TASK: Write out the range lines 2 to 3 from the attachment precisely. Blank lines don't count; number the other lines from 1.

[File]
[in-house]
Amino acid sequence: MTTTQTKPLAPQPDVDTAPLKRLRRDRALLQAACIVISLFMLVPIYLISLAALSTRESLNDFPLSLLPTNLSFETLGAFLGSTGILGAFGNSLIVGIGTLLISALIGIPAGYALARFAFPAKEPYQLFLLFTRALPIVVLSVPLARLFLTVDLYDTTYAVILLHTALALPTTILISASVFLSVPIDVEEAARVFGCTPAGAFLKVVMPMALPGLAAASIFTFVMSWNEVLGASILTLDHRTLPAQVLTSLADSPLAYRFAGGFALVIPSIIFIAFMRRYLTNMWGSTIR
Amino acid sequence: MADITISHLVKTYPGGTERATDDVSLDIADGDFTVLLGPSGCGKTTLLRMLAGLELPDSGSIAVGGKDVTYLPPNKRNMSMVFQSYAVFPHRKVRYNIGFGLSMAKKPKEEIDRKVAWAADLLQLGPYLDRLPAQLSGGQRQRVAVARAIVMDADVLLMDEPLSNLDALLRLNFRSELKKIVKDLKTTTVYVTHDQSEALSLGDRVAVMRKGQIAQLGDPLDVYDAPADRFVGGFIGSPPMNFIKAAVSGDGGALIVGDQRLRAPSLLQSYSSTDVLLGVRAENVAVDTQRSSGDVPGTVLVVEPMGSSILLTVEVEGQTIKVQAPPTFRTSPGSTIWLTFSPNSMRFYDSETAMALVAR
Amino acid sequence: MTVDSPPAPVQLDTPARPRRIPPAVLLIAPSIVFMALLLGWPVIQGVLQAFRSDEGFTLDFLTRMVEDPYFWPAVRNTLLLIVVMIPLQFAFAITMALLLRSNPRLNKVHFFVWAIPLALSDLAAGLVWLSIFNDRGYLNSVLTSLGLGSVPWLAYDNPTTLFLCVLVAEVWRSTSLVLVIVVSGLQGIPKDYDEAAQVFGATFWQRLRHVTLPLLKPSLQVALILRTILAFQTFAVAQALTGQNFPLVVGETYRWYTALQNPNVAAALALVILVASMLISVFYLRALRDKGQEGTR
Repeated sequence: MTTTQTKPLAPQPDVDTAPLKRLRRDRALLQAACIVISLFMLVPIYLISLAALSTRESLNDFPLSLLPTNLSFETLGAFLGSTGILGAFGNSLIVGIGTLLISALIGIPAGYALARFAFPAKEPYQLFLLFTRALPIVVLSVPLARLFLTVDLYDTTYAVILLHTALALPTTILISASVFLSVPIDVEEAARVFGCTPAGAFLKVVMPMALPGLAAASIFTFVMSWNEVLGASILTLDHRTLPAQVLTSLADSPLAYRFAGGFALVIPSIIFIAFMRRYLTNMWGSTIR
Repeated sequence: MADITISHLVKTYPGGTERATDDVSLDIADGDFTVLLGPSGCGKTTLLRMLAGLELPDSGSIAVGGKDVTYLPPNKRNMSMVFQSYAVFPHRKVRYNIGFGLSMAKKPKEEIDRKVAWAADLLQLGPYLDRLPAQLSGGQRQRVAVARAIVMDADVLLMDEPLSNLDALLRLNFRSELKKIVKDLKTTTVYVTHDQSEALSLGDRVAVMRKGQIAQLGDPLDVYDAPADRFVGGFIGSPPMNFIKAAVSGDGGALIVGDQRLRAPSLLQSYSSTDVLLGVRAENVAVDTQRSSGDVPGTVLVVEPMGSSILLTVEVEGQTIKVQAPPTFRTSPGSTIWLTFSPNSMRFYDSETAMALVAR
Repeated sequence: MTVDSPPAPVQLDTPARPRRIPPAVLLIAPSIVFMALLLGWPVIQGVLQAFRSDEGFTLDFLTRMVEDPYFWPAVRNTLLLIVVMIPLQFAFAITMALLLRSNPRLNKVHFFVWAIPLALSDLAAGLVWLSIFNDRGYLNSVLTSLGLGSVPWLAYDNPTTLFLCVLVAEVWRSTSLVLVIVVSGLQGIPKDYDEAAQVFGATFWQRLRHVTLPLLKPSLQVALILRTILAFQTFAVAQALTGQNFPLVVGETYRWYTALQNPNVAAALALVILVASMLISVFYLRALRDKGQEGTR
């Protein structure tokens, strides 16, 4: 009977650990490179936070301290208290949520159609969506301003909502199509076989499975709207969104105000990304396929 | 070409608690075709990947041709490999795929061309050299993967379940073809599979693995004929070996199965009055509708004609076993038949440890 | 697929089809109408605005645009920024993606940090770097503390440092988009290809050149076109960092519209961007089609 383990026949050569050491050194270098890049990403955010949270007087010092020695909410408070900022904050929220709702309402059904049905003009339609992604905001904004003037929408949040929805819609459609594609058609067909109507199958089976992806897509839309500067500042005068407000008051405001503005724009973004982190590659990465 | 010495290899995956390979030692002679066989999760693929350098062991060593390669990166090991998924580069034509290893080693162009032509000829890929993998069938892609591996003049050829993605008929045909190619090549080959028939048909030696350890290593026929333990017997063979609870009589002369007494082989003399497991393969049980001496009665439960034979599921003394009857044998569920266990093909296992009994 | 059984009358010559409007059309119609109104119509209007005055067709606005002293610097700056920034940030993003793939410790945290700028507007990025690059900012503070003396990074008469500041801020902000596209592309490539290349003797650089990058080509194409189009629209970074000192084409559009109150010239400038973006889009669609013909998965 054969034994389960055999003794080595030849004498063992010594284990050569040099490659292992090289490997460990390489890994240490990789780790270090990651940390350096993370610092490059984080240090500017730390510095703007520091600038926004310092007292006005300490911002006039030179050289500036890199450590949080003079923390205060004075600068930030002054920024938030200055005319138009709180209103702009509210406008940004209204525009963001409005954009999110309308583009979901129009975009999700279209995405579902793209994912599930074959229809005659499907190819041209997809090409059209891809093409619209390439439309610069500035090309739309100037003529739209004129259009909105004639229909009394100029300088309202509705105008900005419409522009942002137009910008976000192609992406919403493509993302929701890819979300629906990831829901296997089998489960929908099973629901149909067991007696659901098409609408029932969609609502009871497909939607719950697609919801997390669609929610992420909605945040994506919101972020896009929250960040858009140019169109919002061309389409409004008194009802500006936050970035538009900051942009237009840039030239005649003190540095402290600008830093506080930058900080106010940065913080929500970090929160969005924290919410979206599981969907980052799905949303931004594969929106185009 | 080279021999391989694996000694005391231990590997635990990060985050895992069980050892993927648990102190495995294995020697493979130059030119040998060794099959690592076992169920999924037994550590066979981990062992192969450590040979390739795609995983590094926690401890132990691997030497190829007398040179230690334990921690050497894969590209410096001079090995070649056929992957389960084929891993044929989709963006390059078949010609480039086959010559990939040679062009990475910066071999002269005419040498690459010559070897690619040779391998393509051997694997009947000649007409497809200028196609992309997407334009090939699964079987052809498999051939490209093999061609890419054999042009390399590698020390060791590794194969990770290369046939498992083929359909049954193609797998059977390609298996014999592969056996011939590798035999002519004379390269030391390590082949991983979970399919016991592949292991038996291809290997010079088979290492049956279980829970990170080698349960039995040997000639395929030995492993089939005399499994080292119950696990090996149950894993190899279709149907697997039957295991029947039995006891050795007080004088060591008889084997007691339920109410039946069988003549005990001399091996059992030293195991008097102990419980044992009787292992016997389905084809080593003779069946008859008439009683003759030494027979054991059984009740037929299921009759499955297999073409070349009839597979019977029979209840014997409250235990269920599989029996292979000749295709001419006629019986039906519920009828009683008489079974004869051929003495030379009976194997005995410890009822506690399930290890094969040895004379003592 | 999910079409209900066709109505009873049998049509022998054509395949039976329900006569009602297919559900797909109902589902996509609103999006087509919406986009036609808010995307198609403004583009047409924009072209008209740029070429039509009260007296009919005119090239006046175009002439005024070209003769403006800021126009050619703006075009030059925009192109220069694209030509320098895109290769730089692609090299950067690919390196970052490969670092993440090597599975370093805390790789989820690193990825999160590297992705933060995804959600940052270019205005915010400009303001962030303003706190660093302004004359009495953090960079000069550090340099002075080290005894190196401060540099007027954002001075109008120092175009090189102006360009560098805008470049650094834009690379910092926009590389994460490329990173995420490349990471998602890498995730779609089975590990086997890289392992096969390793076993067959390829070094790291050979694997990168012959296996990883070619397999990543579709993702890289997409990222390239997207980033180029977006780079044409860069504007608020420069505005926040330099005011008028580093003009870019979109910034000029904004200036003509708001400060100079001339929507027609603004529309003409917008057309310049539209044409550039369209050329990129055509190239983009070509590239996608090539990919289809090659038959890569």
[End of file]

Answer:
Amino acid sequence: MTTTQTKPLAPQPDVDTAPLKRLRRDRALLQAACIVISLFMLVPIYLISLAALSTRESLNDFPLSLLPTNLSFETLGAFLGSTGILGAFGNSLIVGIGTLLISALIGIPAGYALARFAFPAKEPYQLFLLFTRALPIVVLSVPLARLFLTVDLYDTTYAVILLHTALALPTTILISASVFLSVPIDVEEAARVFGCTPAGAFLKVVMPMALPGLAAASIFTFVMSWNEVLGASILTLDHRTLPAQVLTSLADSPLAYRFAGGFALVIPSIIFIAFMRRYLTNMWGSTIR
Amino acid sequence: MADITISHLVKTYPGGTERATDDVSLDIADGDFTVLLGPSGCGKTTLLRMLAGLELPDSGSIAVGGKDVTYLPPNKRNMSMVFQSYAVFPHRKVRYNIGFGLSMAKKPKEEIDRKVAWAADLLQLGPYLDRLPAQLSGGQRQRVAVARAIVMDADVLLMDEPLSNLDALLRLNFRSELKKIVKDLKTTTVYVTHDQSEALSLGDRVAVMRKGQIAQLGDPLDVYDAPADRFVGGFIGSPPMNFIKAAVSGDGGALIVGDQRLRAPSLLQSYSSTDVLLGVRAENVAVDTQRSSGDVPGTVLVVEPMGSSILLTVEVEGQTIKVQAPPTFRTSPGSTIWLTFSPNSMRFYDSETAMALVAR